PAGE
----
Virtual Graduation Ceremony

45th Graduation Ceremony


Effects of Pests and Diseases Associated with Flowering Phenology on Seed Quality of the Red Pod Terminalia (Terminalia Brownii Fresen 1837) in Selected Drylands of Kenya

Abstract: The Red pod terminalia (Terminalia brownii Fresen (1837)) is an important multipurpose tree species growing in Arid and Semi-arid lands (ASALs) of Eastern Africa. Despite its wide utility in construction, wood carving, and medicine and in the cottage industry, its seedlings and products such as timber and posts are not available in the required quantities. Scarcity of its seedlings has affected afforestation and conservation activities in ASALs. Flowering and fruiting patterns of T. brownii and the effect of predation by insect pests, diseases on seed viability and their interrelationships are not well understood. The study investigated: insect pest infestations and the stage at which they infested flowers and fruits, fungal diseases that infested flowers and fruits, distribution and effects of female and male flowers on seed quality and the relationships between seed quality and infestation by pests and diseases. The study was carried out at Nduumoni, Kimose and Kendu Bay in Kitui, Baringo, and Homa Bay counties respectively. A combination of descriptive and experimental designs was adopted with a Randomized Complete Block Design. Twenty reproductively mature trees were randomly sampled at each study site and tagged for the assessment of insect pests and fungal diseases at three crown levels. In each sampled tree, tertiary branches were further tagged at flower-bud initiation; flower buds, full bloom, immature and mature fruits were sampled at each crown level for the identification of insect pests, and fungal diseases across three study sites. There were no significant differences in the mean number of defoliators of Lepidoptera 9.03±1.01), Coleoptera 4.6±0.63) and Diptera 11.2±0.78 across sites. Seeds inoculated with Botryosphaeria, Fusarium, Alternaria and Pestalotia recorded germination means of 9.03±3.17, 22.06±1.42, 62.46±8.13 and 69.51±11.16 respectively, while the control recorded a germination of 96.76±1.62. There were significant (p ≤ 0.05) relationship between bisexual and male flowers, the spearman correlation coefficient was (0.5). There were also significant (p ≤ 0.05) relationship between mature and immature fruits, the spearman’s rho correlation co-efficient of (r = 0.5). Approximately 80%, 65% and 30% of the bisexual flowers, fruit set and immature fruits translated into fruit set, immature and mature fruits respectively (n=90). The probit model predicted the probability of getting quality (viable) seeds was 0.673, low-quality seeds 0.103, and empty fruits 0.0016. Pests and diseases significantly reduce T. brownii seed quality, therefore, fruits and seeds should be dressed with appropriate insecticides and fungicides to reduce infestation. This information can be used to improve production, handling and supply of quality T. brownii seeds and seedlings for woodlot establishment.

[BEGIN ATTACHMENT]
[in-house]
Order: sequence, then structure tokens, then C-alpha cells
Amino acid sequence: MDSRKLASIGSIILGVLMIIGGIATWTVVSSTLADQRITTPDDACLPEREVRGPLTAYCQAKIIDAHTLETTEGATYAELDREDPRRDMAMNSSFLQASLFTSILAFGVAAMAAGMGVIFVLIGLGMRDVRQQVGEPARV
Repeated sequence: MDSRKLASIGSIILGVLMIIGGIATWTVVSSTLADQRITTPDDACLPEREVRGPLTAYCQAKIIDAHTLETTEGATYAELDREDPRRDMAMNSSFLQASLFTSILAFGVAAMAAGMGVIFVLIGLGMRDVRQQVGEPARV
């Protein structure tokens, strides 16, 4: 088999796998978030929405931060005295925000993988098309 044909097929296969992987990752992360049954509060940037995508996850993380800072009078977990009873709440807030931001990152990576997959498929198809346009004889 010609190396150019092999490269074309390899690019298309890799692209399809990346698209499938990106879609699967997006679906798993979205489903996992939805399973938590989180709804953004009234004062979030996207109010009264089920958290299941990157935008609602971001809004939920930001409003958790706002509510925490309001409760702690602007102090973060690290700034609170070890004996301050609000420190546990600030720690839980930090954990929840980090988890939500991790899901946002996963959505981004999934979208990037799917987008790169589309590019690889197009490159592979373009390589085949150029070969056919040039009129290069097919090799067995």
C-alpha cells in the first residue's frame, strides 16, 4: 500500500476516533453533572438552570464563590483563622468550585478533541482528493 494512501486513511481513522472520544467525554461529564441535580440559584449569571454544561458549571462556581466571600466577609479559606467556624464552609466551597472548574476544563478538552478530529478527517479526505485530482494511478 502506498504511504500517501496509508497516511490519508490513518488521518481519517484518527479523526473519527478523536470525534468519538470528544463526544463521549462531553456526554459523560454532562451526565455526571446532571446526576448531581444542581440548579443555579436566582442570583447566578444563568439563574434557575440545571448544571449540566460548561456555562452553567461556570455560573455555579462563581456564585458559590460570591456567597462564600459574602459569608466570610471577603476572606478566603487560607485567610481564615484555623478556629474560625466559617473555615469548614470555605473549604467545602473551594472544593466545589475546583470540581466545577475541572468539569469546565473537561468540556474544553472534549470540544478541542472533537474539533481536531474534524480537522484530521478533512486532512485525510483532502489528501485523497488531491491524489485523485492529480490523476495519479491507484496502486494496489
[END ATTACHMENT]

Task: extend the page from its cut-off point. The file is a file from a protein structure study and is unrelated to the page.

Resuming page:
Egerton University
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